G C Lichtenberg: “It is as if our languages were confounded: when we want a thought, they bring us a word; when we ask for a word, they give us a dash; and when we expect a dash, there comes a piece of bawdy.”

W H Auden: "But in my arms till break of day / Let the living creature lie. / Mortal, guilty, but to me/ The entirely beautiful."

Will Self: “To attempt to write seriously is always, I feel, to fail – the disjunction between my beautifully sonorous, accurate and painfully affecting mental content, and the leaden, halting sentences on the page always seems a dreadful falling short. It is this failure – a ceaseless threnody keening through the writing mind – that dominates my working life, just as an overweening sense of not having loved with enough depth or recklessness or tenderness dominates my personal one.”

John Gray: "Unlike Schopenhauer, who lamented the human lot, Leopardi believed that the best response to life is laughter. What fascinated Schopenhauer, along with many later writers, was Leopardi’s insistence that illusion is necessary to human happiness."

Art Spiegelman: "You know words in a way are hitting you on the left side of your brain, music and visual arts hit on the right side of the brain, so the idea is to pummel you, to send you from left brain to right brain and back until you're as unbalanced as I am."

विलास सारंग: "संदर्भ कुठलेही असोत, संस्कृत, इंग्रजी, बुद्धिवादी, तांत्रिक, इतिहासाचे, खगोलशास्त्राचे, आधुनिक पदार्थविज्ञानाचे, शिवकालीन व पेशवाईतील बखरीचे, अगणित ज्ञानक्षेत्रांचे, अशा वैविध्यपूर्ण ज्ञानावर लेखन- विशेषत: कवितालेखन- उभं राहत."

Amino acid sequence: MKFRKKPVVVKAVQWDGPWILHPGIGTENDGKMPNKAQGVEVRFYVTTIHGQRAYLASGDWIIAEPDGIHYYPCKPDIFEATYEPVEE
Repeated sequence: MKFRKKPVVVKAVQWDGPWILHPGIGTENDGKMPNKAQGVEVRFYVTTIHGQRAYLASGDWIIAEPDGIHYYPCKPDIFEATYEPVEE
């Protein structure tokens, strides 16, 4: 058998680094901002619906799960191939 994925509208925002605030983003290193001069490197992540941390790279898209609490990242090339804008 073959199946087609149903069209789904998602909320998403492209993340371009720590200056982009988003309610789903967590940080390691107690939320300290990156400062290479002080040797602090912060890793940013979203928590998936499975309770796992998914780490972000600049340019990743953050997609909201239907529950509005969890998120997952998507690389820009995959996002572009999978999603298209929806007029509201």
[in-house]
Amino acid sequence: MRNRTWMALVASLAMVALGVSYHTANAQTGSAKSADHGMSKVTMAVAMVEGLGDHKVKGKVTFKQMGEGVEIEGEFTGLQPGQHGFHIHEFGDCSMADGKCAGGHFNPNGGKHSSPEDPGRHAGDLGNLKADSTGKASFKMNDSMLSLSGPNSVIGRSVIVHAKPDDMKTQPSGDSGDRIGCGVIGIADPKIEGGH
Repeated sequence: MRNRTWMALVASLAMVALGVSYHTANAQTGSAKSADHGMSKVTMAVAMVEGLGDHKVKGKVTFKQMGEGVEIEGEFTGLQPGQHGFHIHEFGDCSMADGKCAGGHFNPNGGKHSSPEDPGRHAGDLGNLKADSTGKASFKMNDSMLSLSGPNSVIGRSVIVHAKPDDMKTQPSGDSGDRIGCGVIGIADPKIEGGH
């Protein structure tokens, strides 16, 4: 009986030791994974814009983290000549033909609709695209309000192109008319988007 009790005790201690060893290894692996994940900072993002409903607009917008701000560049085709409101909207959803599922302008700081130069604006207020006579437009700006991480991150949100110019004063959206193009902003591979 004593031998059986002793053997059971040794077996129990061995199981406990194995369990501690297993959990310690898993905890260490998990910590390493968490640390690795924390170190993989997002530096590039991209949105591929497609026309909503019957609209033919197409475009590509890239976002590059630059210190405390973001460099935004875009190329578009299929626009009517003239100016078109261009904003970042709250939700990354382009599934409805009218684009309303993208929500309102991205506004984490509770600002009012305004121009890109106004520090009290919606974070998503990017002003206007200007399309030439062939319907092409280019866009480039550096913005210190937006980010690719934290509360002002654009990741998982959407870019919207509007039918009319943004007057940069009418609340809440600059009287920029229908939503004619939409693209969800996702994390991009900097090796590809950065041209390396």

Monday, May 14, 2007

I dumped The Economist

I have been The Economist’s subscriber since year 1999. I was hypnotized by it. Attraction once was almost Freudian. I had stored its every single issue since then. I thought throwing them away was like throwing away love letters.

And then trouble started. I am not sure with what. Final fall-out came with American invasion of Iraq. If you want to know the true character of the magazine, just read these two issues- the first and fifth anniversary of 9/11.

Andrew Sullivan has put it well: "It’s written in the kind of Oxbridge prose that rips felicitously into one ear and out the other, and it subtly flatters some Americans into feeling that they are sitting in on a combination of an English senior common room and a seminar at Davos."

There are many things right with today's Britain as there are many things wrong. PM Blair and The Economist belong to the latter. I have a theory about the magazine. It surely supported division of Bengal in 1905. They probably put photogenic Lord Curzon on its glossy cover.

So one day this May, I decided to sell its back issues to a raddi-wala.

I have some good news to report. Economist old issues after gathering some moss weigh a lot more than you think. Pay-off for me was handsome. Thank you, The Economist.

Artist : Richard Decker The New Yorker 1 March 1958